Of course this blog is primarily devoted to chronicling our consumption of local beers in Albuquerque, but this month we're on the road. Zach and I are posting all the way from the capital of Yippee-kai-yay: San Antonio, Texas. Remember the Alamo?
Remember the what?
Don't feel bad. We didn't either, but that's why we set out one muggy afternoon (which followed a muggy morning, only to precede a muggy evening) to explore the famous Riverwalk and tour the Alamo. Originally in San Antonio to present at the huge Popular Culture and Southwest Pop Culture Conference, we budgeted some time away from the conference and away from our lengthy papers (mine on death in Gothic children's literature, Zach's on Neil Young's movie-esque Twisted Road Tour), to discover the local brewery scene in one of Texas's most celebrated and historic cities. And this might be why we felt justified to include our liquid-escapades. For a city of this age and of this size, rooted as it is in the vaquero culture that is Texas--think bulls, boys, dust, and boots--we expected during our preliminary online research to find many a brewery dappling the sizzling streets of ol' San Antone. After all, Albuquerque is maybe a quarter the size of San Antonio, and we have at least twenty, depending on how you stretch the boundaries of the metro area.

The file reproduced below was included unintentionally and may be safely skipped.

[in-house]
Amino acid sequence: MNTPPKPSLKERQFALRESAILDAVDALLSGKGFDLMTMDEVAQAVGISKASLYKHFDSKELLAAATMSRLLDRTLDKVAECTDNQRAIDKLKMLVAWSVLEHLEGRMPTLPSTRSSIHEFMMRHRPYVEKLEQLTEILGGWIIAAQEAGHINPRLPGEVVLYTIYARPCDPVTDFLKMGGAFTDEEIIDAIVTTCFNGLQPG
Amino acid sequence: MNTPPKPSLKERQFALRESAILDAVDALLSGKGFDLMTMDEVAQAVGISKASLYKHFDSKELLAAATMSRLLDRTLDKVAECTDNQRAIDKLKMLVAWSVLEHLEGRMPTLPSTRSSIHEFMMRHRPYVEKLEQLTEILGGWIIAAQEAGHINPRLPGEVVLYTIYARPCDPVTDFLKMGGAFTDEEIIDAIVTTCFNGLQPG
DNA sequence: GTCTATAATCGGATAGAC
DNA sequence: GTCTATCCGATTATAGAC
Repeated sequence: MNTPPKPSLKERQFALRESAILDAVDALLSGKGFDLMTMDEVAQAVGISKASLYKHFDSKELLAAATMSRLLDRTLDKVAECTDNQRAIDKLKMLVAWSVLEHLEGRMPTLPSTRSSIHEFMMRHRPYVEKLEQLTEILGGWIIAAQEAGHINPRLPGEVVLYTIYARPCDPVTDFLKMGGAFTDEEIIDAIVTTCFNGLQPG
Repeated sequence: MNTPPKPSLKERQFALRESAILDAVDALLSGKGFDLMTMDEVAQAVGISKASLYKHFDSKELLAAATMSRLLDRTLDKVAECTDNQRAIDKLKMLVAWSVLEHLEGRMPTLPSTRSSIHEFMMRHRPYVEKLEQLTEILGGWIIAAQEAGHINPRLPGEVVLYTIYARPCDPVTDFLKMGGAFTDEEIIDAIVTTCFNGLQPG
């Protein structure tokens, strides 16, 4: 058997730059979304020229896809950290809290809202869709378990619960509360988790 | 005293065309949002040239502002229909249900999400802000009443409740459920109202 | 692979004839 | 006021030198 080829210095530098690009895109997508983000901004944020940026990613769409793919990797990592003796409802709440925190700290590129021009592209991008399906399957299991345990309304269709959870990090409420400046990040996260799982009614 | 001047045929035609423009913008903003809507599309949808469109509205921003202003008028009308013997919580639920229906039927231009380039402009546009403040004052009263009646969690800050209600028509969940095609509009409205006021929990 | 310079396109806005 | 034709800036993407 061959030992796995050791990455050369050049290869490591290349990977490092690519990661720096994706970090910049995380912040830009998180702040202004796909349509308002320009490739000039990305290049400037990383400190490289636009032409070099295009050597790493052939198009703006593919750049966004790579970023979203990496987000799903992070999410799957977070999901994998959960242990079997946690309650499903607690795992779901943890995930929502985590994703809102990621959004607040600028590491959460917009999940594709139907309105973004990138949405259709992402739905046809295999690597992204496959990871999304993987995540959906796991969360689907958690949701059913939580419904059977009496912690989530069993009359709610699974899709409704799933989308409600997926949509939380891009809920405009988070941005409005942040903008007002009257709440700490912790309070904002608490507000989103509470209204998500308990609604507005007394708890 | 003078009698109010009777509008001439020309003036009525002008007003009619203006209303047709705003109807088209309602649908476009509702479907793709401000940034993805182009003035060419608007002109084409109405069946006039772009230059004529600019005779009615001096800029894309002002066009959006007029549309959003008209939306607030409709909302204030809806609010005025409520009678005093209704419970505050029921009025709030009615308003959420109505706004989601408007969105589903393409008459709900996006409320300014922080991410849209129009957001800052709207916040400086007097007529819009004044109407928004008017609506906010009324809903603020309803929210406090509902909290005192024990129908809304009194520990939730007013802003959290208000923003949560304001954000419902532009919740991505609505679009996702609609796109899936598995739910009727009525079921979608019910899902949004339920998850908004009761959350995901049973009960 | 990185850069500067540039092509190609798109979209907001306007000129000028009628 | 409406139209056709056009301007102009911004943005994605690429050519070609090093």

San Antonio has 4-6, depending on how you scroll around Google's map. Without a rental car to call our own, we set off on foot to reach the Blue Star Brewing Company on South Alamo St. The brewery and and restaurant was nestled in one of San Antonio's characteristic historic neighborhoods complete with Georgian architecture, birch, palm, hackberry, and jacaranda trees. Blue Star's headquarters looked like a barge that had crash-landed off of one of the tributaries of the San Antonio River, which is to say charming with its dark wood, wrap-around deck where we and our traveling companions saddled up for some Texas-style suds.
A note on our traveling companions: to save on cost, my good friend Jana booked an historic house in a neighborhood not too far from Blue Star, where she and her family were staying while in town to celebrate her husband's graduation from Air Force boot camp. Not only were they good enough to let us stay with them, but they were more than delighted to join us for dinner and drinks at the brewery. We were, however, such a large group that the server had to seat us on the elevated "private" deck. Considering the view of the city and the sunset, we could hardly complain. (Not to mention the parking lot, and the flat-sided apartment building. Come on, it's still Texas.) Considering how rowdy and rambunctious we got later on, they could hardly complain.